[From November Issue 2010]
U’ S Corporation
The “Tokyo Oil Field 2017” project is now in progress. Their business is to collect and recycle cooking oil used by restaurants and at home in Tokyo. SOMEYA Yumi, the Chief Executive Officer of U’S Corporation, is the one who had the idea of establishing a recycling center where discarded cooking oil could be collected and reused as a natural resource.
SOMEYA’s parents have been operating a cooking oil recycling factory since 1949. When Someya traveled around Asia after she graduated from high school, she was almost killed by a mudslide in Nepal had she not reacted quick enough to save herself. Afterwards, she learned from the locals that this natural disaster was a result of “cutting down too many trees from the mountains,” and she soon became interested in protecting the environment. She also realized that her parents’ business could directly contribute to solving the problem.
After she returned to Japan, Someya started working at her parents’ factory and collected used cooking oil by themselves. Before that it has been brought from smaller recycling agents. In 1993 they even succeeded in developing VDF (Vegetable Diesel Fuel) made from all the discarded oil for the first time in the world.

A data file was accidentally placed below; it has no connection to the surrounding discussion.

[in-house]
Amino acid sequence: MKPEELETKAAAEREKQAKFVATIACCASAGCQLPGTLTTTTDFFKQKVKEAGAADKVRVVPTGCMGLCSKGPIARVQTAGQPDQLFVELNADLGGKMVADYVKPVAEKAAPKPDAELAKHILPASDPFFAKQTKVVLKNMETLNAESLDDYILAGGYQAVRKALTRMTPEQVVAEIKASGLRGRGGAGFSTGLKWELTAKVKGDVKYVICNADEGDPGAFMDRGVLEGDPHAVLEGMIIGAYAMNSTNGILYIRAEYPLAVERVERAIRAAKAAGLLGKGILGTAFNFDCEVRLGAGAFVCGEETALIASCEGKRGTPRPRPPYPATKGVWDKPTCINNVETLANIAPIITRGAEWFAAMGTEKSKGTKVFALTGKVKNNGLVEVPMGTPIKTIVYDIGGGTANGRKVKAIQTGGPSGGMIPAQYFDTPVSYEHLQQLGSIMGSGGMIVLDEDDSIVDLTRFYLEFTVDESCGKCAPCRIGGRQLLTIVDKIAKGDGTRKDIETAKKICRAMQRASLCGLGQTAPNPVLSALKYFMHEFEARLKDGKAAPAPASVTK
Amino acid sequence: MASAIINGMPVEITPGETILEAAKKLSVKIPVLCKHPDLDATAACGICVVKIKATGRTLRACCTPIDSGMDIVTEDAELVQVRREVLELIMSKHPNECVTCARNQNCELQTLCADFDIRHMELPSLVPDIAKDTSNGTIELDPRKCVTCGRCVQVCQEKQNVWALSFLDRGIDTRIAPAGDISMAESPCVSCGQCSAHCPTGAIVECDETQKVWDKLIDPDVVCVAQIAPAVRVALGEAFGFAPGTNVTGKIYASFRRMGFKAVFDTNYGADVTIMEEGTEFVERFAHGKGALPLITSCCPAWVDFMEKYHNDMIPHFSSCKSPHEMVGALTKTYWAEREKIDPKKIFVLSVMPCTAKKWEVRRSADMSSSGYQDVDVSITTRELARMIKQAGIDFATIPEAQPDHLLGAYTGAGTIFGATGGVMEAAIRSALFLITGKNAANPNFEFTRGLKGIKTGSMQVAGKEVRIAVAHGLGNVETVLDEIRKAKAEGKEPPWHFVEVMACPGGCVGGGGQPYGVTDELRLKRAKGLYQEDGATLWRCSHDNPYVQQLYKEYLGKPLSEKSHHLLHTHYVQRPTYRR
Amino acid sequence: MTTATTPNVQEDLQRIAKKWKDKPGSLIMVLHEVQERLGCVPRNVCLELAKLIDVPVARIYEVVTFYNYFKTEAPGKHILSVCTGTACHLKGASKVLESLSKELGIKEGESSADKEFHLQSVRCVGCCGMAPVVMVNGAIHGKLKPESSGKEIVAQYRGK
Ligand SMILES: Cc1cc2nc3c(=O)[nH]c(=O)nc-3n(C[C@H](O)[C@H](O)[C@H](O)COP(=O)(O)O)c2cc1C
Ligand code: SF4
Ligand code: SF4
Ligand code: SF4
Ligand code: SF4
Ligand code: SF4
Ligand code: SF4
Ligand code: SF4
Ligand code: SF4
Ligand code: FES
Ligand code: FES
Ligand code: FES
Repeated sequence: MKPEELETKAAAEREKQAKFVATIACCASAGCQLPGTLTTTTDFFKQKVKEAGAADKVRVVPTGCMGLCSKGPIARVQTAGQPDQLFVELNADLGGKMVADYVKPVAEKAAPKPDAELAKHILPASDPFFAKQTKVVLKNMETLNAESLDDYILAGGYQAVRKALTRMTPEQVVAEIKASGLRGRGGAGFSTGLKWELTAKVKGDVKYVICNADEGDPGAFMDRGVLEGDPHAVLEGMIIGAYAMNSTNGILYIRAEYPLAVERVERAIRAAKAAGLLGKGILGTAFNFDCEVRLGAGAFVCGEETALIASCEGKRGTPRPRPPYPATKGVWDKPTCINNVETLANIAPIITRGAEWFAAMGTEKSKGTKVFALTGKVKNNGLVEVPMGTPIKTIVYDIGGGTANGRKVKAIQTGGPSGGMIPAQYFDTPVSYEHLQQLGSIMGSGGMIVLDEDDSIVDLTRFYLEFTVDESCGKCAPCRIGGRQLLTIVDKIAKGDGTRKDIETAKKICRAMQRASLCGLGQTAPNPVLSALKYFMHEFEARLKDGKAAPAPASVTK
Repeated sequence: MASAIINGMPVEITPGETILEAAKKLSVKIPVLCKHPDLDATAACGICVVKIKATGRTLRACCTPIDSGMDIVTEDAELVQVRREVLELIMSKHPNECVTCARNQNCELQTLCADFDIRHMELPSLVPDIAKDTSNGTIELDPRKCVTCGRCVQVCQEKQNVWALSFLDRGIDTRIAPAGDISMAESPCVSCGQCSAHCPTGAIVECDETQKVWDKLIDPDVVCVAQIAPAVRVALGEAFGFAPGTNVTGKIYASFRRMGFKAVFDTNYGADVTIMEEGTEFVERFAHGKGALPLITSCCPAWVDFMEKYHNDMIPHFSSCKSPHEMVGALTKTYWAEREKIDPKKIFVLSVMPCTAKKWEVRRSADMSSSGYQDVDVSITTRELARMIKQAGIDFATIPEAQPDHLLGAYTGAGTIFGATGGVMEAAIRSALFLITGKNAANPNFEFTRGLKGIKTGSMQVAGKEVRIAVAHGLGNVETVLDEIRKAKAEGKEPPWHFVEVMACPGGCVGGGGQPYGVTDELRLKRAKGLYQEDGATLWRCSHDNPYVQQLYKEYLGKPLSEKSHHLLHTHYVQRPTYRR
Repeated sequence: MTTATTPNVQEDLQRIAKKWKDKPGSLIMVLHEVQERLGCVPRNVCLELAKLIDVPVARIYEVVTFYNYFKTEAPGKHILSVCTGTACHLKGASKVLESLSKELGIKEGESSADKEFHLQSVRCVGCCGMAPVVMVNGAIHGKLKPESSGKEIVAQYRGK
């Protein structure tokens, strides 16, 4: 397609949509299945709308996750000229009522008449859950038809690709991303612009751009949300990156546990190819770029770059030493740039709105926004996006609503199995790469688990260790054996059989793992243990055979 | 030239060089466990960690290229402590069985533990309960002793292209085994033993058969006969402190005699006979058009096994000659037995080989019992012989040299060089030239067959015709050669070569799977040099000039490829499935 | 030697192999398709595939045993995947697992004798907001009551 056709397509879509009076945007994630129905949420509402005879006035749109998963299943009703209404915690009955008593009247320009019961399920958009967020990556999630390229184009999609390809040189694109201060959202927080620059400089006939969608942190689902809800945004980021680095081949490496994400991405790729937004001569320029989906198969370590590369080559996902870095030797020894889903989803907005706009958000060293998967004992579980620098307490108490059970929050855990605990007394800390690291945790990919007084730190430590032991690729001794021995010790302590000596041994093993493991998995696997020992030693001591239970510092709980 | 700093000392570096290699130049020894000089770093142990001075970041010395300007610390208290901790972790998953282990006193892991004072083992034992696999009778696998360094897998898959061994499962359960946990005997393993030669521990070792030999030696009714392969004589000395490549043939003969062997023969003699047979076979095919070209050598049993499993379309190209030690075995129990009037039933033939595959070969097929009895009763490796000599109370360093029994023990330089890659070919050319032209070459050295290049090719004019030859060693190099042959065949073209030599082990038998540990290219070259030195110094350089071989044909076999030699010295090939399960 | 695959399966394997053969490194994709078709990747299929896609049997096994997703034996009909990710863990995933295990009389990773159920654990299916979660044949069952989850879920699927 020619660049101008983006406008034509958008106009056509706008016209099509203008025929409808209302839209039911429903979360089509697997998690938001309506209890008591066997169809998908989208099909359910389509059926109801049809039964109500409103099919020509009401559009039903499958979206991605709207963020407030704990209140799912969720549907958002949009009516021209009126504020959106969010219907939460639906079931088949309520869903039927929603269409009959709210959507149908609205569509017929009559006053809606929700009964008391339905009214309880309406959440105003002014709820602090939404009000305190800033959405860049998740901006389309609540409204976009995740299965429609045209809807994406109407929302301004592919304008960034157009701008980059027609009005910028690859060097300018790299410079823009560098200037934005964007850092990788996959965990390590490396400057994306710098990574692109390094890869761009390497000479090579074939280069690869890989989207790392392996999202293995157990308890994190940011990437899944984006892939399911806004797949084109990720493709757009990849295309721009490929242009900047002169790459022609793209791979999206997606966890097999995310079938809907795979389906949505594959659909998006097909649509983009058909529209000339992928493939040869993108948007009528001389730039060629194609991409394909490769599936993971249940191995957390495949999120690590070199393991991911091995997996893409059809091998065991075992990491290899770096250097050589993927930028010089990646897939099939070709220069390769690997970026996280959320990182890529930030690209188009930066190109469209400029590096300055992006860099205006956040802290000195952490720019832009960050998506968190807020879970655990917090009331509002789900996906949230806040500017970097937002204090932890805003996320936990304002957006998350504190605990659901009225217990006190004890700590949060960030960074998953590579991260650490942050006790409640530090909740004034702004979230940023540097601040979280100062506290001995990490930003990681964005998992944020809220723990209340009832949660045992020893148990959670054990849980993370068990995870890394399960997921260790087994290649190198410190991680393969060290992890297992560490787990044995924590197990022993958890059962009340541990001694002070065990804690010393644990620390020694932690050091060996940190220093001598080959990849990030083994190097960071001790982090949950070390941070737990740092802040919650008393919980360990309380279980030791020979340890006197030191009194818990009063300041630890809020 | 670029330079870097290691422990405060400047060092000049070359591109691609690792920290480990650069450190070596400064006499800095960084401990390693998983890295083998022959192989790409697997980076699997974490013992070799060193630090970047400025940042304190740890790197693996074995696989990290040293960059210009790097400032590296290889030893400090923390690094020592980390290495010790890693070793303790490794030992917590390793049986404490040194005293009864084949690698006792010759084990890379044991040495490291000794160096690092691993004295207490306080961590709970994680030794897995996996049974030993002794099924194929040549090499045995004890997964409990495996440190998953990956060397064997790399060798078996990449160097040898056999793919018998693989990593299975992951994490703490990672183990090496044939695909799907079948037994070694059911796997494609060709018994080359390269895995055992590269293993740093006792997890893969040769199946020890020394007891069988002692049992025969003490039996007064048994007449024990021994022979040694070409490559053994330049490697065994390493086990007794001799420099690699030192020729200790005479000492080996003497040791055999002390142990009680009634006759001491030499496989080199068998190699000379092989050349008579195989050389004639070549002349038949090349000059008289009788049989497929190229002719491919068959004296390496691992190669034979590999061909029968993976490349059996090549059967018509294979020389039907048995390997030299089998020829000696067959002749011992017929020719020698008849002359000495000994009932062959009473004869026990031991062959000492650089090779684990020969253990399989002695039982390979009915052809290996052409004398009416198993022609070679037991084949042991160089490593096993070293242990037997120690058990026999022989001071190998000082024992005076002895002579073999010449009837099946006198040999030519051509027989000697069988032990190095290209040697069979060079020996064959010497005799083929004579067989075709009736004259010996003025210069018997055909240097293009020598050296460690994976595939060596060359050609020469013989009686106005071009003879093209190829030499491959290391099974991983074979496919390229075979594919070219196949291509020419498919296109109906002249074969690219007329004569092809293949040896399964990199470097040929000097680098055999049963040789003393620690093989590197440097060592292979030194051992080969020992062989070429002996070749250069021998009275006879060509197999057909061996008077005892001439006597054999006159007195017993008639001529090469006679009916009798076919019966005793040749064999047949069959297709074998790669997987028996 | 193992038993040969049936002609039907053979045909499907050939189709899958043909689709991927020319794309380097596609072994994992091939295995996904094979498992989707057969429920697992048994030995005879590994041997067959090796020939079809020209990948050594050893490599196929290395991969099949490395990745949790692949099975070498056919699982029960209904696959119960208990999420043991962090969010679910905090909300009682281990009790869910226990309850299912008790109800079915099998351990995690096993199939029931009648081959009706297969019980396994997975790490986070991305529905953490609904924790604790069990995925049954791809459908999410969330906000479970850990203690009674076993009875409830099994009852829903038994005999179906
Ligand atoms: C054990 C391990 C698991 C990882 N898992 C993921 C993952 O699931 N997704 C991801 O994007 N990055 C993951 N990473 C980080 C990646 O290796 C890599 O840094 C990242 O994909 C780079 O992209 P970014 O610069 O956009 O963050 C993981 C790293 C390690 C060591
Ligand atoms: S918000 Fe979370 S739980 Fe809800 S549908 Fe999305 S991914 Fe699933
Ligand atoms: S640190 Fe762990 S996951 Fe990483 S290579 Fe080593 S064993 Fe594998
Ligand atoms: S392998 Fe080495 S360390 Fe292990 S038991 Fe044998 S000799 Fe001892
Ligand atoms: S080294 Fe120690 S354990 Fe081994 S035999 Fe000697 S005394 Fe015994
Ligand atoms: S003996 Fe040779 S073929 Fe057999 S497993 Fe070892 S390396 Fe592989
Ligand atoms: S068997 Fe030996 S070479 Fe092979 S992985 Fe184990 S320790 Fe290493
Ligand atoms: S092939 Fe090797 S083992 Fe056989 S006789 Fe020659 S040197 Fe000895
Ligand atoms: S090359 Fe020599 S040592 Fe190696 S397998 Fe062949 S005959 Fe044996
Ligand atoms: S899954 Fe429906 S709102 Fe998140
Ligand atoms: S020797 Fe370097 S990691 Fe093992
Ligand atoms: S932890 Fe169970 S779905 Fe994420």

In order to expand her parents’ business, Someya established U’S in 1997. The new business continues to collect used cooking oil, while also selling VDF, soap, candles and other products made from recycled materials.
“Our business is well-received by people who recycle because they understand the logic of reusing cooking oil as an ingredient for soap that they can take back home. And since VDF can naturally replace gasoline, it can fuel the oil-collecting trucks and eco-tour buses,” says KASAHARA Takahiro, the company’ publicity agent.
And now the company is pursuing the “Tokyo Oil Field 2017” project with a plan to collect and recycle all the used cooking oil in Tokyo by 2017. “The amount of used cooking oil coming out of Japan every year is roughly 400,000 tons. Half of it comes from restaurants and gets recycled, but the rest comes from homes, which is just dumped as waste and burned,” explains Kasahara.
Presently there are now 120 oil-collection stations in and around Tokyo, and their numbers are also increasing in the surrounding prefectures. Their trucks continuously drive around collecting used oil that people from registered shops and homes want to recycle. “We get many requests saying that people want an oil-collecting station nearby, so we are now accepting applications from shops and people who want to cooperate with us,” says Kasahara. Their ultimate goal is to expand their network of “oil field” partnerships domestically and internationally, while providing both the infrastructure and the technology.